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Competition Law in EU Free Trade and Cooperation Agreements (and What the UK Can Expect After Brexit)

Wagner-Von Papp, FH; (2017) Competition Law in EU Free Trade and Cooperation Agreements (and What the UK Can Expect After Brexit). European Yearbook of International Economic Law pp. 301-359. 10.1007/978-3-319-58832-2_10.

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Free trade and competition law, for the most part, mutually reinforce each other by breaking up entrenched positions of market power and creating competitive constraints on any entities with market power. Competition law enforcement still adheres mostly to the nineteenth century paradigm of enforcement by sovereign nation states, albeit with extended extraterritorial prescriptive jurisdiction. At the same time national competition law enforcers face an increasingly transnational economy. The increase in free trade and competition advocacy has resulted in a proliferation of national competition law regimes. The patchwork of multiple national enforcement leads to enforcement gaps and enforcement overlaps (Guzman). While some call for global solutions to global problems and advocate a global competition agency (or appointing a lead jurisdiction), it is questionable if such centralisation would be desirable and at any rate it does not seem politically feasible. The intermediate path between pure unilateral enforcement and a centralised global enforcer consists in unilateral enforcement tempered by cooperation and coordination of enforcement activities. Regional cooperation leads to internally relatively homogeneous clusters, and reduces complexity on the global scale. The extremely close cooperation in such regional cooperation agreements is supplemented by a second layer of reciprocal cooperation links, which are characterised by a slightly lower but still high degree of internal homogeneity, and accordingly cooperation that does not go quite as far as the one in the central region. As we move in concentric circles further away from the centre, heterogeneity of competitive conditions or interests increases and the depth of cooperation decreases. This results in regional clusters. Within each cluster, issues of gaps and overlaps can be reduced to the greatest possible extent. Some of the clusters are interconnected among each other by bilateral links (such as CETA between the EU and Canada). Between clusters, the weaker cooperation and coordination may not resolve all gaps and overlaps, but as global heterogeneity of views on competition policy decreases through the work of international organisations (such as the OECD, the ICN or APEC), gradual progress is made here as well. This contribution exemplifies the concentric circles of cooperation around the EU by examining the intergovernmental and inter-agency agreements concluded by the EU to face the complexities of the transnational economy of the twenty-first century. It then turns to a development that does not fit this neat picture of ever-increasing cooperation at all: Brexit and its implications.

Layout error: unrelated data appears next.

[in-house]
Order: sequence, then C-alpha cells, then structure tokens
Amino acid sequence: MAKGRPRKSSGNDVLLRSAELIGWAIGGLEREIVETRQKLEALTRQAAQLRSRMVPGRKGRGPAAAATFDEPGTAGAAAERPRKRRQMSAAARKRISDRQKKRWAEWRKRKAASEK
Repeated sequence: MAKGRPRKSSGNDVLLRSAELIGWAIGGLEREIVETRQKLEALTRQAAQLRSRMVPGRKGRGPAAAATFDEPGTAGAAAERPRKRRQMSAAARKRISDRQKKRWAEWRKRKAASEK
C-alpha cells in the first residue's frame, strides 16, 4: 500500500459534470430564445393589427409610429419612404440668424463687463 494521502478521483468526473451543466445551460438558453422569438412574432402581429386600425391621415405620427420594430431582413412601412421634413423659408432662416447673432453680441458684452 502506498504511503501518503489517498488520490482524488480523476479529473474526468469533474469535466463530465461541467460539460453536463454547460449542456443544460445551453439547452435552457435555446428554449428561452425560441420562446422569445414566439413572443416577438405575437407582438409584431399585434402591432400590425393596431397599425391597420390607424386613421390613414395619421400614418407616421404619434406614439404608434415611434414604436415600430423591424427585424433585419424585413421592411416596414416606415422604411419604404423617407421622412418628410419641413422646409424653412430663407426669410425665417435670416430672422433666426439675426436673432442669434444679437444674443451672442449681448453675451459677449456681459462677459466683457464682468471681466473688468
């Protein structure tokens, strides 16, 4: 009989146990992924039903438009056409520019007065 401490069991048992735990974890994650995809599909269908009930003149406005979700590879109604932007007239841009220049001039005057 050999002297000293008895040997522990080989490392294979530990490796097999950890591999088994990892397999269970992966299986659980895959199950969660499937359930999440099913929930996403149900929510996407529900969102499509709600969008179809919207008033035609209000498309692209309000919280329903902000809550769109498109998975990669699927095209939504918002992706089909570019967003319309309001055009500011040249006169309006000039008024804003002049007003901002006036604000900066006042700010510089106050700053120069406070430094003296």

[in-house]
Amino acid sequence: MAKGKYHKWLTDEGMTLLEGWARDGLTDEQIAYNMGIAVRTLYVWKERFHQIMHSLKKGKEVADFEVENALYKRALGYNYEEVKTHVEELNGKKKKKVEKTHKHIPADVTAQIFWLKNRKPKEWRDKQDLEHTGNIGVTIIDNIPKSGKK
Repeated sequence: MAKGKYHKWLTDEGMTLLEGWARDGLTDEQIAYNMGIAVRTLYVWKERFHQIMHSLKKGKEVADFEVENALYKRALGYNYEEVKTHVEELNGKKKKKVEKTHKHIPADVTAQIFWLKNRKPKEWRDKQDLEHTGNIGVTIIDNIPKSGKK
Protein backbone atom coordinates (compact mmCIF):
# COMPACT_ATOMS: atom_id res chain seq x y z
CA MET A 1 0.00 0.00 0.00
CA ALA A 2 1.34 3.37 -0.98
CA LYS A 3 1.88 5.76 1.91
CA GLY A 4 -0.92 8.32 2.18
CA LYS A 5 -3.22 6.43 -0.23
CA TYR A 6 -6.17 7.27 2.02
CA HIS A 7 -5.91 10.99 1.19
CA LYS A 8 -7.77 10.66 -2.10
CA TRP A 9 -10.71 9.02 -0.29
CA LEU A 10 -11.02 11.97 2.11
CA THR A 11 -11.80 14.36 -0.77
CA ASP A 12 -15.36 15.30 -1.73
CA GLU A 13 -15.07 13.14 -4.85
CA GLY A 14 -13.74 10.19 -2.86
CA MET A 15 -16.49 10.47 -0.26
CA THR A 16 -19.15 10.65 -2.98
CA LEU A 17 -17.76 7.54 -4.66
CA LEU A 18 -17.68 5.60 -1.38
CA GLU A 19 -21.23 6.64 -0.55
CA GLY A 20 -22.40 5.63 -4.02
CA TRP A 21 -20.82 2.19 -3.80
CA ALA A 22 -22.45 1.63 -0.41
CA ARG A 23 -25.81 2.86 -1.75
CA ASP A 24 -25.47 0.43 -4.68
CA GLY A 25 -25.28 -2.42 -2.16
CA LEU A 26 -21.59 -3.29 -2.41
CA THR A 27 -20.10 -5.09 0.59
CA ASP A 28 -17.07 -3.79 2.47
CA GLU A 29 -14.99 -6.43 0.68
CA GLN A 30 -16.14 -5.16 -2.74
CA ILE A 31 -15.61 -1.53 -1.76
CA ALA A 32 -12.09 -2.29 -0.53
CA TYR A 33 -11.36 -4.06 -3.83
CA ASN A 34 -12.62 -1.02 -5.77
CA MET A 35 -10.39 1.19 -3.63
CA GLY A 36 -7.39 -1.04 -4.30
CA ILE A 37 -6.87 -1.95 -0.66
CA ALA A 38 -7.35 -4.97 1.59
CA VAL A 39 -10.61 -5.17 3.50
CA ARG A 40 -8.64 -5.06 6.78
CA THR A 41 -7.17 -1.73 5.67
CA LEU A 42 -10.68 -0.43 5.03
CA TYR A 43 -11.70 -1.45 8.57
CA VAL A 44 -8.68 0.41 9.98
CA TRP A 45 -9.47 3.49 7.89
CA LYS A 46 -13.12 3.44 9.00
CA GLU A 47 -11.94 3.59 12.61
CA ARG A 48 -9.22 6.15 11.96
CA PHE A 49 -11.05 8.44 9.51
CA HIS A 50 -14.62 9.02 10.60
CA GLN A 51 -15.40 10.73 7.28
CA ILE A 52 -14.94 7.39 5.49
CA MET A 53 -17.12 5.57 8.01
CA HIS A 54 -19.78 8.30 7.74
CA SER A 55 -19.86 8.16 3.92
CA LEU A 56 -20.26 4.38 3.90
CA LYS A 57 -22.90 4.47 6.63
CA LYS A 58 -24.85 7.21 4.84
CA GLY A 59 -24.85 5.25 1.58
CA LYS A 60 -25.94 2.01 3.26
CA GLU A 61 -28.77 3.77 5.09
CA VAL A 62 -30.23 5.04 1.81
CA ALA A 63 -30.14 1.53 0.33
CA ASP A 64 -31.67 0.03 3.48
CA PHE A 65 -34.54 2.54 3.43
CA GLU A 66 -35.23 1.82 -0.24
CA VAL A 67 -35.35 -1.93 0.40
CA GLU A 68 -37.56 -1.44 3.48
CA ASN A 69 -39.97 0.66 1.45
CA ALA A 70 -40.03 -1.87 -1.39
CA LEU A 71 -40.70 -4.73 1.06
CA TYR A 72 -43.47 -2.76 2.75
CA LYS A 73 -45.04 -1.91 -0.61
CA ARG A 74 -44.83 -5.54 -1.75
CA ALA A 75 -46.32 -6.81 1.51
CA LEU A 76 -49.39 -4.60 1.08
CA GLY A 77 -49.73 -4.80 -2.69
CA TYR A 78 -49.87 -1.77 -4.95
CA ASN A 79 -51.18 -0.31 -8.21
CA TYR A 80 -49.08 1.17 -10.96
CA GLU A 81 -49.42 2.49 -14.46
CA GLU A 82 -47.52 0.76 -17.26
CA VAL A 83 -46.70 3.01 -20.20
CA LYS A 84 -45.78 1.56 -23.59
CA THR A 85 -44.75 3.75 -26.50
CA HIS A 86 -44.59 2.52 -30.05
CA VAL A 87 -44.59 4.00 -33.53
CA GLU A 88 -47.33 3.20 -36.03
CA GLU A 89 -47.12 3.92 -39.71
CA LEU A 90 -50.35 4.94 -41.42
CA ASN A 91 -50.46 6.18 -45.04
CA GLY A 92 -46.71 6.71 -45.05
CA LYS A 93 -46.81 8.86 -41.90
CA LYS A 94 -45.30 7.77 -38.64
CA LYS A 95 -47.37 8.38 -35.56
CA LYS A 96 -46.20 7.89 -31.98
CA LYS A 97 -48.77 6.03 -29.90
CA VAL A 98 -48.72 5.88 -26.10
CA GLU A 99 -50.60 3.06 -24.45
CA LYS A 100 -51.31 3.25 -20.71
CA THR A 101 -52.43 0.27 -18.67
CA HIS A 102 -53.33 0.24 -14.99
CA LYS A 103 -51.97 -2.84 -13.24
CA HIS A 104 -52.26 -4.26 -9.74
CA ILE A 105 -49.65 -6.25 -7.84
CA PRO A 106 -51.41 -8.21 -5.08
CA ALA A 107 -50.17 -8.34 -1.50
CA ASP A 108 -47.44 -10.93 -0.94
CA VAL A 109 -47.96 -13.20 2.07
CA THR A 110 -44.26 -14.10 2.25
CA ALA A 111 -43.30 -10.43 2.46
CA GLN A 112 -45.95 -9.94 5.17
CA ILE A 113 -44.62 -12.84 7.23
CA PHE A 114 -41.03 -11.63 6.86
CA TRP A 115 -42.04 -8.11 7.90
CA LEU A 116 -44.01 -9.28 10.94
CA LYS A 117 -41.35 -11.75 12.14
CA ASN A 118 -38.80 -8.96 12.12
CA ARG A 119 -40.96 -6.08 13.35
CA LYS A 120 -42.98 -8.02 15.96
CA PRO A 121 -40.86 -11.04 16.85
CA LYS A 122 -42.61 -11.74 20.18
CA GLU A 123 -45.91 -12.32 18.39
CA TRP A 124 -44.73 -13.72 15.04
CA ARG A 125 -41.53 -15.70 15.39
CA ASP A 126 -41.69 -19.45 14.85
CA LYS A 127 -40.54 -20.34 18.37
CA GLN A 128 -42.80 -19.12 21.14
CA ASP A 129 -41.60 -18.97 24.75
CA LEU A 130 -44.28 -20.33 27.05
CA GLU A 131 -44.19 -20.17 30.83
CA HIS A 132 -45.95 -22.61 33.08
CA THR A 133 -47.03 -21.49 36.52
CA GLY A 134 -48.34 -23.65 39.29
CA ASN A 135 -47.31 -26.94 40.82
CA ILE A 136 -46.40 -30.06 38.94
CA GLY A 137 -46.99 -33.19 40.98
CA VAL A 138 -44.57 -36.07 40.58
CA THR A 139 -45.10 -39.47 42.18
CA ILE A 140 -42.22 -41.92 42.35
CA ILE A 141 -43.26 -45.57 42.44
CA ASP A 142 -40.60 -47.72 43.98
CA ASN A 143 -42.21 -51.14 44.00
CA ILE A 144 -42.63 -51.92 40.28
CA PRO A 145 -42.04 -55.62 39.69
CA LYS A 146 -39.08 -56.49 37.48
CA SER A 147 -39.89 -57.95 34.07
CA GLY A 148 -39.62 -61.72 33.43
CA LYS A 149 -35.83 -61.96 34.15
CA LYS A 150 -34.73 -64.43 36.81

Type: Article
Title: Competition Law in EU Free Trade and Cooperation Agreements (and What the UK Can Expect After Brexit)
DOI: 10.1007/978-3-319-58832-2_10
Publisher version: http://dx.doi.org/10.1007/978-3-319-58832-2_10
Language: English
Additional information: This version is the author accepted manuscript. For information on re-use, please refer to the publisher’s terms and conditions.
UCL classification: UCL > Provost and Vice Provost Offices > UCL SLASH
UCL > Provost and Vice Provost Offices > UCL SLASH > Faculty of Laws
URI: http://discovery.ucl.ac.uk/id/eprint/1555696
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